Portugal has spent the last 20 years rediscovering its terroir. RICHARD MAYSON looks at how its best quality areas are now prospering.
Much has changed since I first became involved with Portuguese wines at the end of the 1970s. My first job on leaving school was behind the bar at a restaurant near Lagos in southwest Portugal. I was given responsibility for the wine list and, looking back, the choice was decidedly limited.
Then there were just a few large companies with big brands (Periquita, Lancer’s and Mateus), a handful of venerable garrafeiras, and a number of co-operatives producing thin, fruitless reds. The Alentejo, now among Portugal’s leading wine regions, was still terra incognita and single vineyard wines were virtually unheard of.
In those days, a wine fair might have scraped together a couple of dozen exhibitors. At this year’s ExpoVinis wine fair in Porto, there were more than 300 pouring their wines for the trade.
Narrowing the Focus
Even after spending 20 years in the wine business, I still find wine fairs daunting. There are so many people to meet, far too many wines to taste and so little time to make sense of it all. I decided to narrow my focus to new wines, new vintages and new producers.
The Portuguese have spent the last 20 years rediscovering their terroir. Wines that were once anonymous blends are now becoming increasingly site-specific. Not only are there new wine regions, there are also new vineyards (single-quintas), some of which have subsequently sub-divided further to bottle wine from the best plot under a separate label.
Highly individual grape varieties that were once lost or overlooked are finding their way either into varietal wines or striking new blends, paired often with international varieties.
This fragmentation has made the wine scene more difficult to take in and understand. But, in a promising move, a number of producers in the north of the country have taken it upon themselves to form voluntary associations, sharing information, technical expertise and marketing. The following is a regional, but by no means exhaustive, round-up of the latest and most impressive releases.
Having sat in the doldrums for a few years, the northwest corner of Portugal is making headway once more.
2003 was kind to Vinho Verde, producing wines with characteristic minerality and underlying ripeness. I was particularly impressed with Quinta d’Amares, one of the largest properties in the region, making wines exclusively from the Loureiro grape. The 2003 Colheita Seleccionada is perfumed, crisp and refreshing. Borges’ 2003 Quinta de Simaens is also good, a lively blend of Trajadura and Padernã. (Both of these are stocked by UK supermarket Waitrose). And look out for the 2003 Alvarinhos from the very north of the region, of which the jasmine-scented Soalheira is one of the best examples.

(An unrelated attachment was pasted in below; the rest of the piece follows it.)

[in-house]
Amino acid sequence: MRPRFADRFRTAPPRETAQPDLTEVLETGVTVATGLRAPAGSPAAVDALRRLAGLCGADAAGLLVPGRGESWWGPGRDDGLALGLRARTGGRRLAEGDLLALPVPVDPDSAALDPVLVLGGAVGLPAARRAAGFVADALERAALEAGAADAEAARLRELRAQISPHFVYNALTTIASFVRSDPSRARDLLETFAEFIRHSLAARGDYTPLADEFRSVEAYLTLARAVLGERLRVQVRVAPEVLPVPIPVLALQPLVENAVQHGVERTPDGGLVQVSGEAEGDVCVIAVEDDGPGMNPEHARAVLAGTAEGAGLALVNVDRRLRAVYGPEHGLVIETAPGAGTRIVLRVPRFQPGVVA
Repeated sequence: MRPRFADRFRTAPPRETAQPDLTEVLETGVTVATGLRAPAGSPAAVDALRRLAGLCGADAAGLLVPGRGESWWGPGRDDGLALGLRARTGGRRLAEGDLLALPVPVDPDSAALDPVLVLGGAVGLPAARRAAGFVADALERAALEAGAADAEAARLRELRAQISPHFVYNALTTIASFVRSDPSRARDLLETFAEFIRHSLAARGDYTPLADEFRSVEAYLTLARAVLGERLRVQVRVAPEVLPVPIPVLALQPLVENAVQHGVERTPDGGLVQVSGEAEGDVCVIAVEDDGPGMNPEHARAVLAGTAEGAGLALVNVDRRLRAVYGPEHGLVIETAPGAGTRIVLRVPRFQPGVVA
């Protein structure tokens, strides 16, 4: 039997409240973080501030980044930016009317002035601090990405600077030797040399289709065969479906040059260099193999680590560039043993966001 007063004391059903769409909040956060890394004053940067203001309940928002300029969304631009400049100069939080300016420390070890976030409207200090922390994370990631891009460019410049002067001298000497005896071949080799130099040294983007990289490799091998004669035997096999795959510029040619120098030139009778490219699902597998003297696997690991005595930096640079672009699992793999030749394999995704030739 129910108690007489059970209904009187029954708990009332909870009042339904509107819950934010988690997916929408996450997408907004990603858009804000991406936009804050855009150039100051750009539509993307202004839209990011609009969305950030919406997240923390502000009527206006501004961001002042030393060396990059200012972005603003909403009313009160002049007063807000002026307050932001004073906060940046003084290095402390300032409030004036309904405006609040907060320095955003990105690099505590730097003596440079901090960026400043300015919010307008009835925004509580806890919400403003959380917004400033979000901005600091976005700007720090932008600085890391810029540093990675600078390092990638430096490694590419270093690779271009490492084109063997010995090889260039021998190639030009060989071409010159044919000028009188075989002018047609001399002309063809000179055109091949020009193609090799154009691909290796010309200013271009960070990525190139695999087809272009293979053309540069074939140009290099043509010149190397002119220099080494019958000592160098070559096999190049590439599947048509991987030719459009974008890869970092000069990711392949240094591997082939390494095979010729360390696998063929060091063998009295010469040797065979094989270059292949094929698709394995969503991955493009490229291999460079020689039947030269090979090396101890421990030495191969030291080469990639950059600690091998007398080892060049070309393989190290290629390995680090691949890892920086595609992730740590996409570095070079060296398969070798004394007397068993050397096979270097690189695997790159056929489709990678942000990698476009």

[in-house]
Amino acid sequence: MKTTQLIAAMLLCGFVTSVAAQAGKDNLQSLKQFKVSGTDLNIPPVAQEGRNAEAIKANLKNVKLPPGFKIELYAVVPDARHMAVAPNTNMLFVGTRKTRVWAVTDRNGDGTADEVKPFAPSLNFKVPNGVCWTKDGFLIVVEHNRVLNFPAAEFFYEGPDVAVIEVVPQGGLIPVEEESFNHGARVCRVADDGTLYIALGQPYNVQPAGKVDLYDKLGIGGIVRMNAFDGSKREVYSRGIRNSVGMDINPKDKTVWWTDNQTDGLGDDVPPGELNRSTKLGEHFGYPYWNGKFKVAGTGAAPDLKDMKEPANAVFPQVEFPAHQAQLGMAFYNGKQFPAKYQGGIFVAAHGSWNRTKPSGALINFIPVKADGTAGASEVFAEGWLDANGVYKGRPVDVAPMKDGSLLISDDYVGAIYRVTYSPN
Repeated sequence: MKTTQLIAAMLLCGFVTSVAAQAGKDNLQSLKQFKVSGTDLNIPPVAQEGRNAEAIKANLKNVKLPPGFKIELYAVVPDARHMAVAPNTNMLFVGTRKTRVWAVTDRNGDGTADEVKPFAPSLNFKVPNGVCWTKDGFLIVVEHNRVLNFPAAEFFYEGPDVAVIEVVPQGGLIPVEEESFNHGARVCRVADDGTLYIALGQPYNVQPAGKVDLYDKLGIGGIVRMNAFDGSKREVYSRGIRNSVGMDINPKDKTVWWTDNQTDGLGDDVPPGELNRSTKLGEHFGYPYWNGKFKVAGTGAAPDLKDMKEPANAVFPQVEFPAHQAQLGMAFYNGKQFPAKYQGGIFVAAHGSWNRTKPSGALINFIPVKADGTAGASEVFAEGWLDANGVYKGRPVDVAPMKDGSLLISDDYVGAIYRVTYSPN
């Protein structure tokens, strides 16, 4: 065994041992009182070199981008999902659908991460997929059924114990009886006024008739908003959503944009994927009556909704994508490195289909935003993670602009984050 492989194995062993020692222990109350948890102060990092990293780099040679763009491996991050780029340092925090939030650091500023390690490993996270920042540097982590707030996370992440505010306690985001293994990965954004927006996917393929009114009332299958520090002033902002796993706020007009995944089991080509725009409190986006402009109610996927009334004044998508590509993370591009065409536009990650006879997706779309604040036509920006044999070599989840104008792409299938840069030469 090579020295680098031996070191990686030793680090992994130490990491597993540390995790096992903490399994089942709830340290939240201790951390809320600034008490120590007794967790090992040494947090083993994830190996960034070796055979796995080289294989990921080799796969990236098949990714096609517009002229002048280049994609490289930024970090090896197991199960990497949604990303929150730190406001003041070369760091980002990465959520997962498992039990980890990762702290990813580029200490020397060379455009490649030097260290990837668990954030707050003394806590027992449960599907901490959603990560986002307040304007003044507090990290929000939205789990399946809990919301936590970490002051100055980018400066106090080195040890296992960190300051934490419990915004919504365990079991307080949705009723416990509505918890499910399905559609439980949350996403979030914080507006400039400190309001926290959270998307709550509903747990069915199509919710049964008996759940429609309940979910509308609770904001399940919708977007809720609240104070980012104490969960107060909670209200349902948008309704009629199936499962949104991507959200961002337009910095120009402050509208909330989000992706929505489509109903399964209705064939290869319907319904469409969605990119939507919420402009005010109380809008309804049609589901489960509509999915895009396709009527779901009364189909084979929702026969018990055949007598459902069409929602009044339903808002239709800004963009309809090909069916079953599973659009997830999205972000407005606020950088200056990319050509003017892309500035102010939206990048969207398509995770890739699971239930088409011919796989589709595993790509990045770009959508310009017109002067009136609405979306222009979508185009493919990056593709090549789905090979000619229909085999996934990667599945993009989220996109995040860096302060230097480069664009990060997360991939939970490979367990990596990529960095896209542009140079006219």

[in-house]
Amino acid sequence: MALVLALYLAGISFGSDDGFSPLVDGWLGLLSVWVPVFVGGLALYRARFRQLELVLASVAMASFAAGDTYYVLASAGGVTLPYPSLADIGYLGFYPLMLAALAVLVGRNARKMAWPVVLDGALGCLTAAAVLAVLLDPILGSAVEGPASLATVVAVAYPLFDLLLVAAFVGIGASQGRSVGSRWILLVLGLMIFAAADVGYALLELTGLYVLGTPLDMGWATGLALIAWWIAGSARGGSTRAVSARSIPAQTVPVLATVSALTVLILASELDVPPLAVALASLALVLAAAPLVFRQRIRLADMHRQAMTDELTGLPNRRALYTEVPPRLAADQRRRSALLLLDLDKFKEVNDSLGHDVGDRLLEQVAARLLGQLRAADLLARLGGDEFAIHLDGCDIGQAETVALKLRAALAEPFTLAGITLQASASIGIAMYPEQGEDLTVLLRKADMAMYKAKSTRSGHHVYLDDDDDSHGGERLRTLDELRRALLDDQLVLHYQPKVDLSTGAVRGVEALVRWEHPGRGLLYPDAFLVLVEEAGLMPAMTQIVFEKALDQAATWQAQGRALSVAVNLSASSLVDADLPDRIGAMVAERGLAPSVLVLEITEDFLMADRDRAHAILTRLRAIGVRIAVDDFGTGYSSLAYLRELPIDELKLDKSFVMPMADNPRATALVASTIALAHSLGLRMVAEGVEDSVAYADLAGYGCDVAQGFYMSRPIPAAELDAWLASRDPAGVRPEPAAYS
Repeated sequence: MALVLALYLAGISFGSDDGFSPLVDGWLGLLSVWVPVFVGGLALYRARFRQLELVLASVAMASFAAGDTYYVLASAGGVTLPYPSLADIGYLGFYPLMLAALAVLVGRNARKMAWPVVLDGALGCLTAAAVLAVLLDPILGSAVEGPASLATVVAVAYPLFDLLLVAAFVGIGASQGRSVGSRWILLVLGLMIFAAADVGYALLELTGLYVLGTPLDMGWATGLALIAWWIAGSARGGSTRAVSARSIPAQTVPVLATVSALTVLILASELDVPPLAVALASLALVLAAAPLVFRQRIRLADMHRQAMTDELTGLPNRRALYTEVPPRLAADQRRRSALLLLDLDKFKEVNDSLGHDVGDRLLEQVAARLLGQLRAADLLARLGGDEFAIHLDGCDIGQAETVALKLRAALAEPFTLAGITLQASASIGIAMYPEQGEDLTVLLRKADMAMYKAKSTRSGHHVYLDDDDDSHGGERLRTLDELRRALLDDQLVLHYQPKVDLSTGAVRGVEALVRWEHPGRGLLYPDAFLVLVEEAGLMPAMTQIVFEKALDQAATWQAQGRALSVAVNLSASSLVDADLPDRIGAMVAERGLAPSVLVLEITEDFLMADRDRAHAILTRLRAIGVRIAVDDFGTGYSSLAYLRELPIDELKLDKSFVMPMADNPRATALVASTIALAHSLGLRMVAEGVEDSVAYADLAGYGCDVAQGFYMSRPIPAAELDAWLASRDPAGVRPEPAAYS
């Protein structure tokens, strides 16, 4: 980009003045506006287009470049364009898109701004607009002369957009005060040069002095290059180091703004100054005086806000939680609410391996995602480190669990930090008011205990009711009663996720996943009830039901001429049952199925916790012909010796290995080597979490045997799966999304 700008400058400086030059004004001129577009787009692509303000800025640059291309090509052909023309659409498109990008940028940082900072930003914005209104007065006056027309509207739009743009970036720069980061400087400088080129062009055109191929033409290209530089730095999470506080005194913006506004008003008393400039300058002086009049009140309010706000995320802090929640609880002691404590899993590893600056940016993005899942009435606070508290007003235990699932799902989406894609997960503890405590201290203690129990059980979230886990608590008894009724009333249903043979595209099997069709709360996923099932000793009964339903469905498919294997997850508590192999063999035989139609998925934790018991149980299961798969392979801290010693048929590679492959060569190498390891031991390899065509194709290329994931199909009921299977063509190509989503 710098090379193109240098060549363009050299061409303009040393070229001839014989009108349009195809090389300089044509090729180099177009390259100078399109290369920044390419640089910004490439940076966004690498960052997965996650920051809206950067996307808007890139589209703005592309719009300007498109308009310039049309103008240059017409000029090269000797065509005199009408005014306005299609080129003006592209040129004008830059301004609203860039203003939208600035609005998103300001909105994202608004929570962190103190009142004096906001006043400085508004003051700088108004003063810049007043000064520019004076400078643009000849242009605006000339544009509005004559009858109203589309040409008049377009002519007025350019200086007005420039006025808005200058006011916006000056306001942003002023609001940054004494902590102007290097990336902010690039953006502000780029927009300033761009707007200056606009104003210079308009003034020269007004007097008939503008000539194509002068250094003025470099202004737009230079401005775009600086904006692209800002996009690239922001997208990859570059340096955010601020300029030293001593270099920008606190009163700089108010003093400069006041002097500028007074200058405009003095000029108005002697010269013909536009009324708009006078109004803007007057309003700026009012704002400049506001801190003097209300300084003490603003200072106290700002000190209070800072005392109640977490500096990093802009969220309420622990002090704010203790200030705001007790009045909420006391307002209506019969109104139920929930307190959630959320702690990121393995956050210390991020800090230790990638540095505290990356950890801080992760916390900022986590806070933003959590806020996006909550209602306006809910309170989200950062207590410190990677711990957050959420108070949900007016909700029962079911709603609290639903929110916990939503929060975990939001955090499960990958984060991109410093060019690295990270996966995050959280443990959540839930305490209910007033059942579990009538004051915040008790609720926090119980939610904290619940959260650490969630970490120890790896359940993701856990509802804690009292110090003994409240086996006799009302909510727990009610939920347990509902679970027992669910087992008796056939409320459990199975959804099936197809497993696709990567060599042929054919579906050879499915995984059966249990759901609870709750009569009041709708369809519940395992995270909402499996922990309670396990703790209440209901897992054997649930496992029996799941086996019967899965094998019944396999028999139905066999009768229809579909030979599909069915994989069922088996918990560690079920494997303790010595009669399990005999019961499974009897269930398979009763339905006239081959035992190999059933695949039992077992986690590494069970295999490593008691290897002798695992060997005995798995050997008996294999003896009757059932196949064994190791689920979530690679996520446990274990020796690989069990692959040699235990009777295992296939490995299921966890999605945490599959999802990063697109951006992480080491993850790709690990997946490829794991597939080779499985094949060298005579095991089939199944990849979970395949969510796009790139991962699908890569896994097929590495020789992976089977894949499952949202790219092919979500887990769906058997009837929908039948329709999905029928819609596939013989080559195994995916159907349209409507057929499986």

More and more enterprising wines are coming from the Vinho Regional Minho designation. Quinta de Covela, on the lower reaches of the Douro, was one of the first, and now produces a soft, peachy dry white by blending the local Avesso with Chardonnay.
The 2002 red Covela combines Touriga Nacional, Cabernet, Merlot and Syrah to make a wine with wild berry fruit and spice. On the south side of the Douro (but still designated Minho) Quinta de Massorra’s 2003 is an impressively rich, yet balanced, barrel-fermented dry white made entirely from Arinto (also known as Padernã).
Since the late 1990s, the Douro has forged ahead and is unquestionably Portugal’s leading producer of red wines. Many of the most impressive wines come from a loose association of producers calling themselves the ‘Douro Boys’, which includes Dirk Niepoort, the Roquette brothers from Quinta do Crasto, Cristiano van Zeller from Quinta do Vale Dona Maria, and father and son Vito and Francisco Olazabal from Quinta do Vale Meão.
Another enterprising group is Lavradores de Feitoria, made up from 15 quintas in all three sub-regions of the Douro. The group is led by young consultant winemaker João Brito e Cunha, who acts as arbiter in selecting the wines. These are then bottled separately, from the best performing quintas, or blended from properties within the group. Each year, a good, well-balanced, affordable red is made and sold under the Tres Bagos label.
Brito e Cunha also acts as consultant winemaker for Churchill Estates, the new Douro wine project from port shipper Churchill Graham. Between 1999 and 2001, three experimental wines were made using different grapes from various locations. These wines, each very different in style, sold successfully in Portugal under the Churchill label. The grapes are now sourced from Churchill’s own vineyard Quinta da Gricha and the 2002 Douro red is a soft, suave, ripe-flavoured wine offset by a touch of new oak.